History has demonstrated quite clearly that the fortunes of a given country can change dramatically with time. Unfortunately, the war playing out in Ukraine this year provides solid evidence of this sometimes harsh reality.
For investors and traders, this is an important consideration, because attractive market opportunities exist not only in one home’s country, but also in other parts of the world. Case in point, Russia-linked securities dropped like a lead balloon earlier in 2022, after President Vladimir Putin ordered a full-scale invasion of Ukraine.
Bearish sentiment doesn’t hold an exclusive grip over international investing/trading opportunities. There are plenty of “feel good” stories in the international arena as well, when a country or region of the world becomes the focus of bullish optimism.
That was certainly the case with India over the last five years, as strong economic growth fueled an 89% gain in the BSE SENSEX index. Before that, it was exponential growth in China—and strong interest in Chinese stocks—that turned some of China’s largest technology companies into household names across the world.
Ten years ago, very few global market participants had likely heard of Alibaba (BABA), Baidu (BIDU) and JD.com (JD). Today, it would be hard to find a global investor that hasn’t heard of them. And that pattern will undoubtedly play out again, as companies with little or no visibility become newfound sensations in the international investing/trading world.
American Depository Receipts (ADRs) and International ETFs
To access global markets, investors and traders typically utilize three different approaches: trading directly on international exchanges, trading American Depository Receipts (ADRs), and trading international exchange-traded funds (ETFs).
Unfortunately, most brokerage firms in the U.S. do not allow clients direct access to international exchanges. As a result, the latter two approaches—ADRs and international ETFs—are the most heavily utilized avenues for accessing international exposure. Conveniently, these products also typically offer listed equity options.
ADRs, for their part, are certificates issued by U.S. financial institutions that represent a share of a foreign company’s stock. They’re traded just like domestic stocks on U.S.-based exchanges—meaning you don’t need a special brokerage account to access them.
International ETFs, on the other hand, are typically designed to provide exposure to a specific country, a specific region of the world, or a group of international companies that share a similar profile.
For example, the iShares China Large-Cap (FXI) is composed exclusively of large-cap companies with direct exposure to the Chinese economy. While the iShares MSCI EAFE (EFA) is composed of large and mid-cap companies operating in a variety of developed countries around the world (excluding the U.S. and Canada).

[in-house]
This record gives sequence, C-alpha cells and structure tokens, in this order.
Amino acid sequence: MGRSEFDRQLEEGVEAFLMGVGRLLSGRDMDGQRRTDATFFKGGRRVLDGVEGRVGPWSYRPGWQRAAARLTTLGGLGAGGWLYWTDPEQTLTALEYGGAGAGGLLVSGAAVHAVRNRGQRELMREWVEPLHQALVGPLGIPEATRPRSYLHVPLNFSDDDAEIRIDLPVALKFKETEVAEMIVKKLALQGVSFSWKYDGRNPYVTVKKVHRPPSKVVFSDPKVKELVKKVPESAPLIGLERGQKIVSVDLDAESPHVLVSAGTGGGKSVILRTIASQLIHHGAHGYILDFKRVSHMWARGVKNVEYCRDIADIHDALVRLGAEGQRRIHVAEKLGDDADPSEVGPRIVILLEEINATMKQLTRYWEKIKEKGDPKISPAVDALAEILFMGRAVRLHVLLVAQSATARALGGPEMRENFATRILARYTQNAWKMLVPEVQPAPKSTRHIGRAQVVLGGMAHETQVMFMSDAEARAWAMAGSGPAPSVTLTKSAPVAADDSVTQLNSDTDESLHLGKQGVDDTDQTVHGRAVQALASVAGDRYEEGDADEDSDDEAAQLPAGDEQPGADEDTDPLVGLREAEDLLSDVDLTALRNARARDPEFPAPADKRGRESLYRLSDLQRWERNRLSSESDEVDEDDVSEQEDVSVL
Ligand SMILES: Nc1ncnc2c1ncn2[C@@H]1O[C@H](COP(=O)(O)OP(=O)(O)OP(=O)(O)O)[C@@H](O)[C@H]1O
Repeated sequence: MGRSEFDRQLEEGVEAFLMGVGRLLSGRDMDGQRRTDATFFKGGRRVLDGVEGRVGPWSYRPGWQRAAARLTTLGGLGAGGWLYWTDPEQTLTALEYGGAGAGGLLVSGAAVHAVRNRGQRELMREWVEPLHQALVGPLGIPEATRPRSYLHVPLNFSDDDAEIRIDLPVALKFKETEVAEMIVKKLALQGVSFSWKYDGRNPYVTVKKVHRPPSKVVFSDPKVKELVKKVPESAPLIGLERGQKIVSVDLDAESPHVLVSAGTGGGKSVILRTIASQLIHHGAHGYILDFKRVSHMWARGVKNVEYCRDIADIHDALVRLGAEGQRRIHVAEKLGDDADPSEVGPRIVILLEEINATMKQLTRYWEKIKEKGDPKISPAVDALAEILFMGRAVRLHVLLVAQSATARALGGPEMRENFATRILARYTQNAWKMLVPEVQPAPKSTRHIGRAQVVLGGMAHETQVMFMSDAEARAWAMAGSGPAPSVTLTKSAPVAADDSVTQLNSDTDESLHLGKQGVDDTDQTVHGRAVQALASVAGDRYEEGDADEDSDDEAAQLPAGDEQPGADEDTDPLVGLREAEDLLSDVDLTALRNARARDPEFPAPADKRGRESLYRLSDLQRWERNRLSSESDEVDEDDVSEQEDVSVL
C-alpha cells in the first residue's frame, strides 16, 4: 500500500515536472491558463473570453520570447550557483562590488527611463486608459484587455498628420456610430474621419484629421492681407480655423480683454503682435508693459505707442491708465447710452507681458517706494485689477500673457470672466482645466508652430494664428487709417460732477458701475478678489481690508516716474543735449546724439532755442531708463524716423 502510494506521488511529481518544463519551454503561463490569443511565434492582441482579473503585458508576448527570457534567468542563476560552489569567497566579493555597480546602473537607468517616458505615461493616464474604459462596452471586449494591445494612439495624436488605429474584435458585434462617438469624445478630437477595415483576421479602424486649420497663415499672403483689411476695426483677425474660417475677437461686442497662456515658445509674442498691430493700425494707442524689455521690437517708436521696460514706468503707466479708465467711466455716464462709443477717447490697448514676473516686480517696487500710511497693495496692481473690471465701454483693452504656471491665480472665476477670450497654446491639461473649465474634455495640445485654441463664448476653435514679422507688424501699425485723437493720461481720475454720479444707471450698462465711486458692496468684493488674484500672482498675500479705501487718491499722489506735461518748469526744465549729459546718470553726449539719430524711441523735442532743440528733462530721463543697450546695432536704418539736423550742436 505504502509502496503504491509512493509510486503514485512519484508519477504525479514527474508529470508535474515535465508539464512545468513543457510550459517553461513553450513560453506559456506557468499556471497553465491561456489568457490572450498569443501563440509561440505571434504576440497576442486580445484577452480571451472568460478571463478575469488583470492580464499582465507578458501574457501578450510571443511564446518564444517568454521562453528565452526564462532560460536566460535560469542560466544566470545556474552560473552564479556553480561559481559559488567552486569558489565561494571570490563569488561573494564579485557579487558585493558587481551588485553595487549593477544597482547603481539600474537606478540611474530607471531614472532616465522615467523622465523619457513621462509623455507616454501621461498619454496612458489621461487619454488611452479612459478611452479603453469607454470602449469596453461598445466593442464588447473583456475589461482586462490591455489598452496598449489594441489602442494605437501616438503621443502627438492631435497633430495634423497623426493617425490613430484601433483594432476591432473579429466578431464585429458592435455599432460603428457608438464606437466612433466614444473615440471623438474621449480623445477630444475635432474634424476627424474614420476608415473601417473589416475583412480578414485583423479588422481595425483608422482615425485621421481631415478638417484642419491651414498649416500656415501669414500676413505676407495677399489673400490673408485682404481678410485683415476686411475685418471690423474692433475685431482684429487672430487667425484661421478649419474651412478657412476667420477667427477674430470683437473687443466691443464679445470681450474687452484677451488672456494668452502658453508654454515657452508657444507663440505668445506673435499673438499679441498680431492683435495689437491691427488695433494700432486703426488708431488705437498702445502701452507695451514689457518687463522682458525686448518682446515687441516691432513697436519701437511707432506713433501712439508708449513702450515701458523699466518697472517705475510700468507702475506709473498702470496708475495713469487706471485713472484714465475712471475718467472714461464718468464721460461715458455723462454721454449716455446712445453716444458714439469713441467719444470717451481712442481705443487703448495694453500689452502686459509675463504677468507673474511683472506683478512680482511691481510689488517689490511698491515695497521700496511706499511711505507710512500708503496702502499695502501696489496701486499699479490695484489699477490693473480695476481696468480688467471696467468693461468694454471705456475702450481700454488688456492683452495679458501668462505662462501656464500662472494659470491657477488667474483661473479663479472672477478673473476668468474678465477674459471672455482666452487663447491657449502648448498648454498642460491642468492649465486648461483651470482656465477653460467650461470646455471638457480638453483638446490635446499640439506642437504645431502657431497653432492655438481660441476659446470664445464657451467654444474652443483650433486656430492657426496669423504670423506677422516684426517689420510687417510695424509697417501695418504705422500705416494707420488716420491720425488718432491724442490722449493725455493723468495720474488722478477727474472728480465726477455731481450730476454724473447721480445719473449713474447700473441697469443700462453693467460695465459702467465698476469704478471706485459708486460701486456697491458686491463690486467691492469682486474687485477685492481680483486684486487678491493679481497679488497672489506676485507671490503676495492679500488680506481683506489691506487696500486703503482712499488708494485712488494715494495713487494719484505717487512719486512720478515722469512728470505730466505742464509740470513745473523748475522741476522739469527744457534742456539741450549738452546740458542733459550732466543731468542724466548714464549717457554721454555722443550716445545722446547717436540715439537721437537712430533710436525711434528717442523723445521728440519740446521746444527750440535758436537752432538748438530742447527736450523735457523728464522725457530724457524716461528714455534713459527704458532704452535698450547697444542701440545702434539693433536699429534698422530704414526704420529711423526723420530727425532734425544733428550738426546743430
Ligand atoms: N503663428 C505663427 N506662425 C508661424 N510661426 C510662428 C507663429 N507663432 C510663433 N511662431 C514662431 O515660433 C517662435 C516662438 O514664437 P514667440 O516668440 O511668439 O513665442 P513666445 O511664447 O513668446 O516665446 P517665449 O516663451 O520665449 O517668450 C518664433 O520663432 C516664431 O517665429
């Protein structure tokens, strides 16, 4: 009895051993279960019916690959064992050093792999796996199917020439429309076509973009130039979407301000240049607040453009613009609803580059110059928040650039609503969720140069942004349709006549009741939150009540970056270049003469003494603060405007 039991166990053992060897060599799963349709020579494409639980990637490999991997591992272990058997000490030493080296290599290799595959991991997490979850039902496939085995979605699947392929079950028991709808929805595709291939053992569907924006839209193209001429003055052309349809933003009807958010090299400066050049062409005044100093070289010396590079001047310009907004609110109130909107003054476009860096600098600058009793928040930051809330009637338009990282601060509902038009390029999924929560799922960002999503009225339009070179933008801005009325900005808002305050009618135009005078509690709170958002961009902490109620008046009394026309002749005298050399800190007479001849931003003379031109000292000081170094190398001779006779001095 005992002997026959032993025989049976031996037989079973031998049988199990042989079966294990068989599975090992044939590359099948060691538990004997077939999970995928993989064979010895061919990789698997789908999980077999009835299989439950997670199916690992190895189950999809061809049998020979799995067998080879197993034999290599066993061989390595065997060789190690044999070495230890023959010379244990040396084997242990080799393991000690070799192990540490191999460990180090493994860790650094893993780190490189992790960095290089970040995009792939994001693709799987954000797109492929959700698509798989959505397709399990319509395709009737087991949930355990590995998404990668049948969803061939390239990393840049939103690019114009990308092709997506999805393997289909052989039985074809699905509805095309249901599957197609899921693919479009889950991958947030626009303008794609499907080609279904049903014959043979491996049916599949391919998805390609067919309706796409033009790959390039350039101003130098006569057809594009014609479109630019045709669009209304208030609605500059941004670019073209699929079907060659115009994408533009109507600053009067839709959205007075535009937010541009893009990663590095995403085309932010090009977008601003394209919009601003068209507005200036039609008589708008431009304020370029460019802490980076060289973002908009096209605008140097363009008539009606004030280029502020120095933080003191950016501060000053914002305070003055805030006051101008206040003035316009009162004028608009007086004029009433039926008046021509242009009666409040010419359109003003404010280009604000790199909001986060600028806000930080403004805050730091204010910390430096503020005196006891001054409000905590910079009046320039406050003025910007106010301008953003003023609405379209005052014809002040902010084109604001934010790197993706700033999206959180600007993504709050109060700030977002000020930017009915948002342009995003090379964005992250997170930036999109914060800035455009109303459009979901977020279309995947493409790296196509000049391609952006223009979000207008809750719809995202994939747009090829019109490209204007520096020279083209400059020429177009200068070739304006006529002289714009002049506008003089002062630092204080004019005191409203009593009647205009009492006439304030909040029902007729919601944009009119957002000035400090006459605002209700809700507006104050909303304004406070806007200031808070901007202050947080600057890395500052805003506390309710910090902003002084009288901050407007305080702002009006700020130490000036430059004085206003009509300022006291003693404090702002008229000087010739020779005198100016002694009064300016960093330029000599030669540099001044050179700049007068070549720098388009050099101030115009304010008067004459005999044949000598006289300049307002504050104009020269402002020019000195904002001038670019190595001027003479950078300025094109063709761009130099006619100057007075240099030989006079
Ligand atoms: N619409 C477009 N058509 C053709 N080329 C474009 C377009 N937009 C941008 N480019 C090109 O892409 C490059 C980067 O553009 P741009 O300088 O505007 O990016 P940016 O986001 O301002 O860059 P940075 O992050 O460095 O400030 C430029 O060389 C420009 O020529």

Global Stock Performance in 2022
This year, the bears have been in firm control of market sentiment in the U.S., with all three of the country’s major stock indices (Dow Jones, Nasdaq, and S&P 500) dropping by at least 20% at some point in 2022.
That same pessimism has carried over into many other global stock markets, as well. Some of the world’s worst-performing global stock markets in 2022 are listed below.
Worst-Performing Global Indices in 2022
- Russia, RTS, -40%
- Hong Kong, Hang Seng, -33%
- USA, Nasdaq 100, -31%
- Germany, MDAX, -31%
- South Korea, KOSPI, -22%
- USA, S&P 500, -19%
- China, Shanghai Composite, -16%
- Switzerland, SMI, -17%
- Netherlands, AEX, -16%
The above list features some of the most advanced and best-known stock markets in the world, and helps illustrate that correlations across these markets have been fairly high in 2022.
According to research conducted by tastytrade, correlations among global stock markets typically increase when bearish trading conditions emerge. That means weak performance in global stocks—at a time when U.S. stocks are in correction mode—hasn’t necessarily been a surprise.
However, that pessimism hasn’t spread to every corner of the world. For example, the Indian stock market (BSE SENSEX) is up slightly in 2022, with a year-to-date return of roughly 3%. South America has also been an outperformer this year, especially as compared to the returns on most other continents. Stock markets in Brazil, Chile, Ecuador and Venezuela are all up at least 5% this year.
The aforementioned information illustrates that a myriad of investing and trading opportunities exist outside the U.S. So if one’s preferred approach/strategy can’t be deployed at home (due to prevailing market sentiment, or some other reason), there may be an opportunity to trade/invest in a foreign market.
For example, if one was still bullish on Indian stocks, he or she might decide to trade or invest in an Indian-focused ETF, such as the iShares India 50 ETF (INDY), the iShares MSCI India ETF (INDA) and the iShares MSCI India Small-Cap ETF (SMIN).
Alternatively, the following ADRs could be considered for exposure to Indian single-stocks: Azure Power Global (AZRE), Dr. Reddy’s Laboratories (RDY), HDFC Bank Limited (HDB), ICICI Bank Limited (IBN), Infosys Ltd (INFY), Tata Motors Limited (TTM), Wipro Limited (WIT), or WNS Holdings Ltd (WNS).
India is only one example—global market participants can utilize international ETFs and ADRs from every corner of the world. For more context on trading international markets, check out this new installment of Options Jive on the tastytrade financial network.
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Sage Anderson is a pseudonym. He’s an experienced trader of equity derivatives and has managed volatility-based portfolios as a former prop trading firm employee. He’s not an employee of Luckbox, tastytrade or any affiliated companies. Readers can direct questions about this blog or other trading-related subjects, to email@example.com.